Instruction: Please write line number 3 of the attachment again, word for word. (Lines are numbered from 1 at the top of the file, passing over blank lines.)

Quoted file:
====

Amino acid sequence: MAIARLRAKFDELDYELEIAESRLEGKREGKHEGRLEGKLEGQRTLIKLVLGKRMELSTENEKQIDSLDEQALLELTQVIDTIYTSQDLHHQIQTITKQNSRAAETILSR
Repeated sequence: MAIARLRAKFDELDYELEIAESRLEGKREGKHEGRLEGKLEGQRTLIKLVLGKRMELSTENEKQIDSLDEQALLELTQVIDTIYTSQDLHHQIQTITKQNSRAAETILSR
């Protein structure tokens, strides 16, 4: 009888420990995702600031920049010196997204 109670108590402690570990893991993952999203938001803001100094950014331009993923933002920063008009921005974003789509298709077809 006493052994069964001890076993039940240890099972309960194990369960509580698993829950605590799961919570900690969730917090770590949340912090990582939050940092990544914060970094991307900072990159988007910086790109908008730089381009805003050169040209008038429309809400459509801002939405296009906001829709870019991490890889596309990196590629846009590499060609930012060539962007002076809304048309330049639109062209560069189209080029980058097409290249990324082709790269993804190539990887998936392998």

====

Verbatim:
């Protein structure tokens, strides 16, 4: 009888420990995702600031920049010196997204 109670108590402690570990893991993952999203938001803001100094950014331009993923933002920063008009921005974003789509298709077809 006493052994069964001890076993039940240890099972309960194990369960509580698993829950605590799961919570900690969730917090770590949340912090990582939050940092990544914060970094991307900072990159988007910086790109908008730089381009805003050169040209008038429309809400459509801002939405296009906001829709870019991490890889596309990196590629846009590499060609930012060539962007002076809304048309330049639109062209560069189209080029980058097409290249990324082709790269993804190539990887998936392998």